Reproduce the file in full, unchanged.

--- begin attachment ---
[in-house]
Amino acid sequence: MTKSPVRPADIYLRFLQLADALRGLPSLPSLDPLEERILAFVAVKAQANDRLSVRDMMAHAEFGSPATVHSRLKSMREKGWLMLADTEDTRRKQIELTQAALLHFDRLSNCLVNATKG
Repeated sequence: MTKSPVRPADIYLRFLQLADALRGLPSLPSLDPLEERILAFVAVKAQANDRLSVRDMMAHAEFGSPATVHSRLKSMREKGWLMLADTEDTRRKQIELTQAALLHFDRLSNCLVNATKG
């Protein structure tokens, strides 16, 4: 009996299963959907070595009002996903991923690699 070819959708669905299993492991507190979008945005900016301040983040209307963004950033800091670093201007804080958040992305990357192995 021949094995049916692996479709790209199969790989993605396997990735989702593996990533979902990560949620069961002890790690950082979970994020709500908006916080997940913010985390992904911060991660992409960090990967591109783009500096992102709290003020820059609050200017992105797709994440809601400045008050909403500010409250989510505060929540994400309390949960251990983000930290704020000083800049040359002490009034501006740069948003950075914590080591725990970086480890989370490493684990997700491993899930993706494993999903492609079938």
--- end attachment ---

[in-house]
Amino acid sequence: MTKSPVRPADIYLRFLQLADALRGLPSLPSLDPLEERILAFVAVKAQANDRLSVRDMMAHAEFGSPATVHSRLKSMREKGWLMLADTEDTRRKQIELTQAALLHFDRLSNCLVNATKG
Repeated sequence: MTKSPVRPADIYLRFLQLADALRGLPSLPSLDPLEERILAFVAVKAQANDRLSVRDMMAHAEFGSPATVHSRLKSMREKGWLMLADTEDTRRKQIELTQAALLHFDRLSNCLVNATKG
């Protein structure tokens, strides 16, 4: 009996299963959907070595009002996903991923690699 070819959708669905299993492991507190979008945005900016301040983040209307963004950033800091670093201007804080958040992305990357192995 021949094995049916692996479709790209199969790989993605396997990735989702593996990533979902990560949620069961002890790690950082979970994020709500908006916080997940913010985390992904911060991660992409960090990967591109783009500096992102709290003020820059609050200017992105797709994440809601400045008050909403500010409250989510505060929540994400309390949960251990983000930290704020000083800049040359002490009034501006740069948003950075914590080591725990970086480890989370490493684990997700491993899930993706494993999903492609079938």